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Grana Padano

What we don’t know about Panettone and what no one will ever say


In an exclusive interview, Stanislao Porzio, food commentator and through-and-through panettone expert, who has written many articles and the most complete book on the topic, talks about history, legend, secrets and curiosities of Panettone, a veritable icon of the Italian Pasticceria.

Stanilslao Porzio, a Milan based writer and gastronomy researcher, is a man with a great passion: panettone.

He has always understood however, that the best way to promote this unique icon of the Italian pasticceria, a great symbol of the city of Milan, is to put aside legends and folklore and stick to history and facts. For this reason he has written a book (in Italian) on Panettone, the king of the Italian Christmas dinner but also one of the most counterfeited Italian desserts around the world. Stanislao Porzio also promotes Re Panettone, an annual fair where some of the best Italian pastry chefs, go to prepare, on the spot, the most exquisite Panettone. We have asked him 10 questions on this object of his passion.

Q. The legend aside, what is the most believable origin of Panettone?

A. Panettone, as we know it today, is the result of the evolution of the breads enriched with valuable ingredients; such breads were prepared for religious feasts, a tradition present in all the cultures stemming from Christianity. In fact in Milan, this is documented by a manuscript conserved in this city’s Ambrosian Library. It goes back to the 1470s and was authored by Giorgio Valagussa, the preceptor of the House of Sforza. In the text, a dialogue between the master and his pupils is narrated about the Ceremony of the Log that had been celebrated by family of the Duke since time immemorial. On the night of 24th December, a huge log was placed in the fireplace. This log was supposed to burn until Epiphany. The pater familias, after having sprinkled it with wine and set it ablaze, cut from each of “three great loaves of wheat bread,” a symbol of the Trinity, a “particle” (Valagussa uses precisely this eucharistic term), which was to be set aside until the following year. Of course, all the remaining slices were distributed among those present.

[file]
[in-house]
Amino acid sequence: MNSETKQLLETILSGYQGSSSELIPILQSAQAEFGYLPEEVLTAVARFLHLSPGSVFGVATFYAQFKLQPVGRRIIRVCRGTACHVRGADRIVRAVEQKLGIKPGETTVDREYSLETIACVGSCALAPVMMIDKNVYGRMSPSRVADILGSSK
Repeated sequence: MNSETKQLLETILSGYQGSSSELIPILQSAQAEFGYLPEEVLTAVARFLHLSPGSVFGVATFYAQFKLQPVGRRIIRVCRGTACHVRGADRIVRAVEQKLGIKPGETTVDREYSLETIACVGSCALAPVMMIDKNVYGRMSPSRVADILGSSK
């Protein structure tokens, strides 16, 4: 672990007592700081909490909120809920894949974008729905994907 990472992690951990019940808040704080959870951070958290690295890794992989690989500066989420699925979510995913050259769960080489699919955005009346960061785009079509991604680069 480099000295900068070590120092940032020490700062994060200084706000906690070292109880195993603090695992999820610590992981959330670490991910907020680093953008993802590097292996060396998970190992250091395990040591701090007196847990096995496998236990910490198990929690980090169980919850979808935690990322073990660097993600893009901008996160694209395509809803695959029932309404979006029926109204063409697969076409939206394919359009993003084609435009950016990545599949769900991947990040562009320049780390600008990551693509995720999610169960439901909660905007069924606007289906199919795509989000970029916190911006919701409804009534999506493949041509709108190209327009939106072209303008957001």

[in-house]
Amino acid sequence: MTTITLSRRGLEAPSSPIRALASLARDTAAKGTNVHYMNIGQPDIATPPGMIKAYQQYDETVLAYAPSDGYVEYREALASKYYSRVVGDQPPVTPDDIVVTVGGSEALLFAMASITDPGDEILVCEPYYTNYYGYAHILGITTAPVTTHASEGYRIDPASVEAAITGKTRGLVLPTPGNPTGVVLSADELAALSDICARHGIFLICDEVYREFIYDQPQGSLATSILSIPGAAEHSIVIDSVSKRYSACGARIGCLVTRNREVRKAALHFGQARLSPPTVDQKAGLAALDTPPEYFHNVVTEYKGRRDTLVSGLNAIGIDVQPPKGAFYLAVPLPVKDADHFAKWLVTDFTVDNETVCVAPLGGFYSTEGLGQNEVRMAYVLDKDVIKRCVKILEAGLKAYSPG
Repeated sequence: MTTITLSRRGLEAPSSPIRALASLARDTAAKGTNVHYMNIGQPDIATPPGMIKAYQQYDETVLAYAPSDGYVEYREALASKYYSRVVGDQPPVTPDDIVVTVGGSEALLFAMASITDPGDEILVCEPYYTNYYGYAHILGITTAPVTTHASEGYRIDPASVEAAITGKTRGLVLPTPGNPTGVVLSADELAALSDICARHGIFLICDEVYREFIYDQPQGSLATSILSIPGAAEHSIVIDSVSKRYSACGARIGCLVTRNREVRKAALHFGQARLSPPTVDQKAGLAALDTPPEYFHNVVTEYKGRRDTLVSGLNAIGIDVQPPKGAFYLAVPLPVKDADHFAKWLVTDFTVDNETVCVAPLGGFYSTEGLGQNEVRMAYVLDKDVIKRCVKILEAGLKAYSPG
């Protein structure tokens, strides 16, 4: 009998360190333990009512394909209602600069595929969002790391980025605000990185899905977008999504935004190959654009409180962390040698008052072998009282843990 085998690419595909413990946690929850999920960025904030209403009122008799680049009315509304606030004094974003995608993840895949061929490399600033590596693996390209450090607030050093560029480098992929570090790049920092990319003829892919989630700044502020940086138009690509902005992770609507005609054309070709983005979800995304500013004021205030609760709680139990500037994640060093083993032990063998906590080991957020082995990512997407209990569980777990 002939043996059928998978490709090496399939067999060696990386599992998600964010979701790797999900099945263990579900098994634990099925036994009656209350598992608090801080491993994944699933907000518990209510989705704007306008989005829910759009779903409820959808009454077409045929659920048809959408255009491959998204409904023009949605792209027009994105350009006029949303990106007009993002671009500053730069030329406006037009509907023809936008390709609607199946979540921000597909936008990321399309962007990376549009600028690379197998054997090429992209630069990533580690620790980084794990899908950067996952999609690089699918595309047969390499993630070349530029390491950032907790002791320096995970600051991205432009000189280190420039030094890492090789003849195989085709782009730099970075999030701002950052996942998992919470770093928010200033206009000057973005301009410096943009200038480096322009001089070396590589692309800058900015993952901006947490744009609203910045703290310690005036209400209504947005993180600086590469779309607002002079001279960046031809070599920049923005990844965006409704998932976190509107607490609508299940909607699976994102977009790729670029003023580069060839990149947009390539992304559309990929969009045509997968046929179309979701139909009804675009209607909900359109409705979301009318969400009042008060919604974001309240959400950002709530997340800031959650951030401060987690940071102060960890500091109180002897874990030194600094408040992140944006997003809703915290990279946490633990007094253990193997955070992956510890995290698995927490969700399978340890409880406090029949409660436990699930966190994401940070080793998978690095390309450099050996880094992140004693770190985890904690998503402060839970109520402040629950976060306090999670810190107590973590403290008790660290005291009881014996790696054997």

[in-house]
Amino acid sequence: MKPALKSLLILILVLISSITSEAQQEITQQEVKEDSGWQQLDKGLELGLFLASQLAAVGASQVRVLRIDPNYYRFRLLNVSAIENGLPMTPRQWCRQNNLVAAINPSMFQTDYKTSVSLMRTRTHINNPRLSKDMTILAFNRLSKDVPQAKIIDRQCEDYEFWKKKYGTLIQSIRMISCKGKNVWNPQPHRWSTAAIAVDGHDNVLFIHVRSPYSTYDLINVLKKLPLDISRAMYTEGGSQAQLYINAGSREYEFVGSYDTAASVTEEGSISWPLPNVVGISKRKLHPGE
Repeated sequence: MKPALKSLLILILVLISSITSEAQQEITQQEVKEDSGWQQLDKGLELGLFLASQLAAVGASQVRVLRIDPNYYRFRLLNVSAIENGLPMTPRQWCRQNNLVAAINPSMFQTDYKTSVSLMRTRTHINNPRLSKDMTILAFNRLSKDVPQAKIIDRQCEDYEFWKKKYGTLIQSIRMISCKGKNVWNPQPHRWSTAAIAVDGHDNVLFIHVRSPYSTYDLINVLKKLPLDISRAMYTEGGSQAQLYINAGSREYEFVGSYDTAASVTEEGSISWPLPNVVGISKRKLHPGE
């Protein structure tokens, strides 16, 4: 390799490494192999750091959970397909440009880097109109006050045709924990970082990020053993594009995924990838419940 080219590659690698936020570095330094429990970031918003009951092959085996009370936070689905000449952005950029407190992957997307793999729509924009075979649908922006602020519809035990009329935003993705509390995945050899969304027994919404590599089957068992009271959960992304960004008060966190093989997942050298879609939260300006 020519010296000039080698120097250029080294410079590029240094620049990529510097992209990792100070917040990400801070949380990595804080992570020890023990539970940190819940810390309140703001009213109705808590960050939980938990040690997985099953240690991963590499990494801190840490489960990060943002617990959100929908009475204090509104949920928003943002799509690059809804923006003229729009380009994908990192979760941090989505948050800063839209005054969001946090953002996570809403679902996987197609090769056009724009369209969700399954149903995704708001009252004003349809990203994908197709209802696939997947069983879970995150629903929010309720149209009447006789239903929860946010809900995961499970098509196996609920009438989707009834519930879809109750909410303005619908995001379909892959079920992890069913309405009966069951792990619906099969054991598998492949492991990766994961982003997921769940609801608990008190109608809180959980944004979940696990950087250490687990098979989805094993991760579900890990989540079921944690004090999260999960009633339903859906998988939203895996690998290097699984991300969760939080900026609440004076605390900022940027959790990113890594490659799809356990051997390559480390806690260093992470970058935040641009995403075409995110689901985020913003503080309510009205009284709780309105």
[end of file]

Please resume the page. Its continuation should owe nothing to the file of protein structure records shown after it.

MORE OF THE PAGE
It should be of no surprise that these great loaves contained nothing other than wheat; in those times it was a highly valued ingredient; usually a mixture of far less noble cereals was used for bread, to the extent that the majority of the bakers had permission to bake bread with wheat alone only at Christmas time.
As time went by, this Christmas wheat bread was enriched and, in Cherubini’s Milanese-Italian dictionary of 1839 under the entry Panatton o Panatton de Natal, we find; “A kind of bread garnished with butter, eggs, sugar and raisins or sultanas.” The candied fruit was still missing, but more than anything else, the yeast is not mentioned. Indeed, there is an illustration dated post-1848 by Fiquelmont, an Austrian official, which portrays, according to its caption, “… two panatoni below the arm.” What is odd is that they are as flat as two focacce. As far as I know, the first recipe that clearly speaks of yeast, that is of the yeast mother, of course, is Pasta per far panatoni, dough for making panattone, handed down by Gian Felice Luraschi in his Nuovo cuoco milanese economico, New Economic Milanese Cook, from 1853.


Q. Produced on an industrial or in the artisan way (pasticceria)? Which Panettone is really the authentic one?

A.The first industrial panettone was produced in the establishment of Motta in viale Corsica. The great Angelo, since the laboratories that it had between piazza Missori, via Unione and via Falcone were already bursting, in 1930 already had its sights a large building, then in the outskirts of Milan. In 1935 the magazine L'illustrazione italiana already reported the existence in the company of an oven with a conveyer belt, thirty metres long, made specifically for panettone.
In reality, Angelo Motta was born a pasticceria artisan. Basically, in the establishment of viale Corsica, he had done nothing other than transfer the same standardized and mechanized artisan procedures to a much larger scale. The yeast mother remained the same, and the same yeast mother remains in the company’s industrial production today.
In 2009, industrialised producers have become more and more sophisticated. In comparison with the average artisan, they have many advantages; they have more space, machinery and R&D laboratories. Imagine now that it appears that resources of Bauli and Motta are about to merge. The artisan can get revenge only if he has the experience, the self-abandon, the desire to excel and a pinch of naiveté. It would help to suffer from insomnia too.


Q. Is the authentic recipe that of the Denomination of the City of Milan (DeCo)? Tall or Flat?